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Thoughts on making todays turkey stock

Today's the day. I've broken down the turkey carcass and even crushed the big bones. Into the cold water, about 2 gallons. At this point I'd always add the chopped celery/carrot/sweet onion/ bay leaf. Then barely bring to a simmer for a few hours. Skim skim skim. I'm looking for a clear stock. T Keller warns about adding veg to make stocks. He calls them "flavor sponges" and I can't argue with his logic. Usually I strain off the "flavor sponges" with the bones leaving the broth. Not today.
Today I'm only using the turkey carcass and water and a couple of bay leafs. My plan is to get as much turkey flavor out of the stock first. I'll reduce the stock and cool and freeze it. Then when I want to use it in say a stew or soup I'll thaw some and add the steamed veg to the hot stock. I'll get the flavor of the clear turkey stock and the full flavor of the steamed veg. I've been to Polish restaurant many years ago that served a crystal clear broth with bright veg in it.
Any thought or suggestions?

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  1. If I add veggies I add them very near the end or when I'm making the dish with the stock. Many times I leave it completely unseasoned because I don't always know what I'm going to make with it so I don't know which direction to take it ahead of time.

    We ALWAYS have stock in the freezer, I wouldn't do without it. I use stock in something almost every day. (Bone broths have amazing health benefits so I try to to fit it into everything I can.)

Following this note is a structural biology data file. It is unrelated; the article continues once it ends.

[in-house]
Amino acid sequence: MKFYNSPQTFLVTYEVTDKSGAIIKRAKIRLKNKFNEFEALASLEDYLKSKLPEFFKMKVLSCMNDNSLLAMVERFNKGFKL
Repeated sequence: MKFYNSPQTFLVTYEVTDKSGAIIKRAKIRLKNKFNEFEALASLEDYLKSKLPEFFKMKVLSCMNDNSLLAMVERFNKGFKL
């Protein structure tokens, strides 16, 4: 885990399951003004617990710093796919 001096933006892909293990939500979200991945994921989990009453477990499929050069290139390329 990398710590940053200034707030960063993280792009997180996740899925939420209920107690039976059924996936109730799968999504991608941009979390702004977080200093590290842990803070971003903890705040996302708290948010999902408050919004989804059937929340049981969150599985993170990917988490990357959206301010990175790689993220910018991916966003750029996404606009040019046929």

1 Reply
    1. re: weezieduzzit

      I always have stock in the freezer too. I like to reduce reduce to the point where I get a couple of ice cube trays full. Them I freeze the trays and pop the cubes into Zip locks for use later. But as to my question you don't use veg in the actual stock making to add flavor, which Keller says basically goes into the veg "flavor sponges" before they are discarded with the bones?

    2. If you are looking for a clear result, you need to follow a method to produce a Consomme...and not a Stock.

      Consommé is clarified through a process that involves simmering the stock along with a mixture of egg whites and lean ground meat called a clearmeat.

      As the consommé simmers, the clearmeat solidifies into what is known as a raft which floats atop the liquid. The clearmeat draws proteins and other impurities that cloud a stock out of the liquid, leaving it perfectly clear.

      1 Reply
      1. Just be aware that the clearer the stock, the less flavor it will have. Those impurities you skim (or strain in the case of a consomme's "raft") away pack a lot of flavor. Me, I couldn't care less how clear my stock is no I never bother, because flavor is always paramount for me. But it's purely a matter of personal taste.